sea urchin

Kimmeridge in spring

The light was brilliant reflecting off the outgoing tide. Kimmeridge’s shale and flat stones caught the shine and made me wish I’d brought my sunglasses. People and dogs scrambled over the beach enjoying what felt like the first real day of spring. High on the cliff, the silhouette of Clavell Tower seemed sinister and out-of-place. Built in 1830 as a Tuscan folly by Rev Clavell of Smedmore House, it was used originally as an observatory. In 2006 it was moved 25 metres back from the crumbling cliff edge. The sudden boom of a distant gun on the army ranges reminded me that this area is more than just a tourist attraction.

On the beach were ribbons of kelp, some still attached to their ‘hold-fasts’ which had anchored them to the seabed until they were ripped out by tide and currents. The erosion on the cliffs bordering the beach showed the layers of Kimmeridge clay, mudstones, shale and dolomites, creating a banded wall of different colours. These  chart the geological story of the Mesozoic era. Every so often the faint shape of an ammonite could be seen, some indented and others just shadows on the shale.

We visited the Etches museum – a beautifully designed building with lots of glass and space – showcasing the fossil collection of Steve Etches, a local man. Steve found his first fossil aged 5 – a sea urchin – in his garden. It started a lifetime’s passion. He has since become an expert on fossils found in Kimmeridge clay and donated his collection to the nation. It is now housed in this beautiful building where visitors can study the specimens and learn about their history.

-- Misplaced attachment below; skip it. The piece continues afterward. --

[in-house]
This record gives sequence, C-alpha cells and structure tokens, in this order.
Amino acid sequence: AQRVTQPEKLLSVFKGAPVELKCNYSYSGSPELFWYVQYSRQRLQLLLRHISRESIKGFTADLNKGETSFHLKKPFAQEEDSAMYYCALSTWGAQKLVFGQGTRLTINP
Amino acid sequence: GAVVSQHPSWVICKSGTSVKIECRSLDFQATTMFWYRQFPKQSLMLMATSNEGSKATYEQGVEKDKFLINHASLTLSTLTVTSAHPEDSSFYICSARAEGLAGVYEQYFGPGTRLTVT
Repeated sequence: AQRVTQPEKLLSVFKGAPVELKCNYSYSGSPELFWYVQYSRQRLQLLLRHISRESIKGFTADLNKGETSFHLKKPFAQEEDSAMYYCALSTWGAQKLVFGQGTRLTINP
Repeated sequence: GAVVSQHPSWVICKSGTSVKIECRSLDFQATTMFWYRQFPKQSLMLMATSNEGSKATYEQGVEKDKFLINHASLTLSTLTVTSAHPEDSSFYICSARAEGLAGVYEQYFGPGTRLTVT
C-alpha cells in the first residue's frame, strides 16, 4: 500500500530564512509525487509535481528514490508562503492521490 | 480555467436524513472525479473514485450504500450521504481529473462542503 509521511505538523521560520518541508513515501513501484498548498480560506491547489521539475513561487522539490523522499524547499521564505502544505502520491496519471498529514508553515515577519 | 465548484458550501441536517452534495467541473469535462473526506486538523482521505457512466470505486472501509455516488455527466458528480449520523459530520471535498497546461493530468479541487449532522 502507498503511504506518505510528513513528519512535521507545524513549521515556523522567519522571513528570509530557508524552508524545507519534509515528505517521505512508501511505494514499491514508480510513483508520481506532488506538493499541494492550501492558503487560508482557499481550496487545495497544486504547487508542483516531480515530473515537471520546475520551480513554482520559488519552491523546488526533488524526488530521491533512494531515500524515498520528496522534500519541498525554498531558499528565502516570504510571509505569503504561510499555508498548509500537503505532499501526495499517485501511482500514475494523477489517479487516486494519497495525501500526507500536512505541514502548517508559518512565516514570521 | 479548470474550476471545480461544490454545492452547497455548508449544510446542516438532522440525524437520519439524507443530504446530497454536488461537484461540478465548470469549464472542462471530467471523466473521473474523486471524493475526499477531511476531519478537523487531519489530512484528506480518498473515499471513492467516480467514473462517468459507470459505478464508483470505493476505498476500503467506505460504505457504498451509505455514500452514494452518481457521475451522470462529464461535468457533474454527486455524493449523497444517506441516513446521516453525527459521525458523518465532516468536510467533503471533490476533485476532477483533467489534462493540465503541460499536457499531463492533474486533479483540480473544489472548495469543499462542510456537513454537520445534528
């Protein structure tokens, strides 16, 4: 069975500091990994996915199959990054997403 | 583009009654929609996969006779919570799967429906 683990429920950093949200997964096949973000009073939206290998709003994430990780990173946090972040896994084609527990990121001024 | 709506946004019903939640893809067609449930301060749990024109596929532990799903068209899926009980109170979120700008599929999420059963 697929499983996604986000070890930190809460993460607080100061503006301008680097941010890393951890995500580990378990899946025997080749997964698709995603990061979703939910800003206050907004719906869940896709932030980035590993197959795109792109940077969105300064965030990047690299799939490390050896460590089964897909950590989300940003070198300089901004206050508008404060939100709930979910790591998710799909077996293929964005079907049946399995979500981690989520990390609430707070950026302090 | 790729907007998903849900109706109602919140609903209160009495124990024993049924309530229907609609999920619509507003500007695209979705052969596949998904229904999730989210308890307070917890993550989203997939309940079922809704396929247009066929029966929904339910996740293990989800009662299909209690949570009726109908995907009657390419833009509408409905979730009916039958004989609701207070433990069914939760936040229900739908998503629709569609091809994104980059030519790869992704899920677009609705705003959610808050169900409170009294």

Walking along the cliff top, the grass had that bright green appearance only seen in spring. Mauve periwinkles and wild daffodils added to the Easter-time feel. We looked down on small boats clustered on the shore waiting for calm seas. Coils of rope and lobster pots were stacked around the boat sheds. It was only the icy wind which reminded us that it was still early in the year.

 

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Time and Distance

The sky was a pale faraway blue edged with surfy white clouds – the look it gets as autumn approaches and the sun steps back. House martins were gathering on the wires – separate black notes on a page of music.

I saw things from the corner of my eye – a clump of seeding thistles huddled in a field, tufty white heads nodding sagely, the ghost of an egret taking off from the stream, a scattering of young pheasants in the dry grass, a tortoiseshell butterfly incongruously perched on an alloy wheel, the sharp silvery leaves of the Carline thistle. It’s strange how things sometimes seem clearer sideways-on. Stars are seen best on the edge of vision.

On the coastal path at Abbotsbury plants, were anticipating autumn. The multi-coloured berries of nightshade hung in strigs over the pebbles, bristly ox-tongue was seeding vigorously and teasels revealing their exquisite architecture. Tamarisk bushes were flowering desperately, pink feathery flowers in disarray, looking as though they’d got up late, and almost missed the summer.

Along the verges, tall stems were silhouetted against the sky, each one topped with what looked like a carelessly packed parcel of black yoyos dangling spindly strings. These wild leeks (known as Babbington’s leeks) dominated the hedgerow.

Thought to have originated from prehistoric times, this is a perennial plant which grows well here – behind the beach, sheltered from the salty winds by the Chesil bank. Earlier in the summer lush strappy leaves surrounded pastel green stems, each with a globular flower head encased in a tissue-like membrane. In midsummer the membranes tear into little pixie hoods revealing a bunch of round bright green seeds from which grow small pinky-mauve flowers on thin stalks. Now the seeds were black as billiard balls, ready to roll.

On the shingle, sea pea extended thin green fingers, pointing towards the sea. Clumps of sea campion lay low, seed heads bobbing in the wind like tiny paper bags. A line of anglers marked the shoreline. Unfortunately their rubbish littered the strandline – a silvery shoal of polythene bags, bottles, cellophane and tinfoil barbeque trays.

From the corner of my eye I saw a strangely shaped pebble. It was a fossilised sea urchin, ground down and misshapen by sea and shingle. It seemed to squint at me from the distant past.